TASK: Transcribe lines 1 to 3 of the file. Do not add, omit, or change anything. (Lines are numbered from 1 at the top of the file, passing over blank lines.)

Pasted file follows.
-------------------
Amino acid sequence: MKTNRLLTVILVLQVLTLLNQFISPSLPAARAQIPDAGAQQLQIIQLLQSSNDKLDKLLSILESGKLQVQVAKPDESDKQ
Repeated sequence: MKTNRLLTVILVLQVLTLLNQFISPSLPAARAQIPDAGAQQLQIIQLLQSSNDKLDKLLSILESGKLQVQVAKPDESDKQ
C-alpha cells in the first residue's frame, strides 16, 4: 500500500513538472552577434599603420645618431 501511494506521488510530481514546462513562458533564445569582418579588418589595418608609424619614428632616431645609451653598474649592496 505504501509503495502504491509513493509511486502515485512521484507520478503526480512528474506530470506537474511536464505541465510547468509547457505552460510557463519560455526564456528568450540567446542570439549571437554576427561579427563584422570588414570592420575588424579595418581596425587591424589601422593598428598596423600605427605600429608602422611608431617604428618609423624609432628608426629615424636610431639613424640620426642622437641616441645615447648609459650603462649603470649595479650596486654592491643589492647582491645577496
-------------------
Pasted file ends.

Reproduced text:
Amino acid sequence: MKTNRLLTVILVLQVLTLLNQFISPSLPAARAQIPDAGAQQLQIIQLLQSSNDKLDKLLSILESGKLQVQVAKPDESDKQ
Repeated sequence: MKTNRLLTVILVLQVLTLLNQFISPSLPAARAQIPDAGAQQLQIIQLLQSSNDKLDKLLSILESGKLQVQVAKPDESDKQ
C-alpha cells in the first residue's frame, strides 16, 4: 500500500513538472552577434599603420645618431 501511494506521488510530481514546462513562458533564445569582418579588418589595418608609424619614428632616431645609451653598474649592496 505504501509503495502504491509513493509511486502515485512521484507520478503526480512528474506530470506537474511536464505541465510547468509547457505552460510557463519560455526564456528568450540567446542570439549571437554576427561579427563584422570588414570592420575588424579595418581596425587591424589601422593598428598596423600605427605600429608602422611608431617604428618609423624609432628608426629615424636610431639613424640620426642622437641616441645615447648609459650603462649603470649595479650596486654592491643589492647582491645577496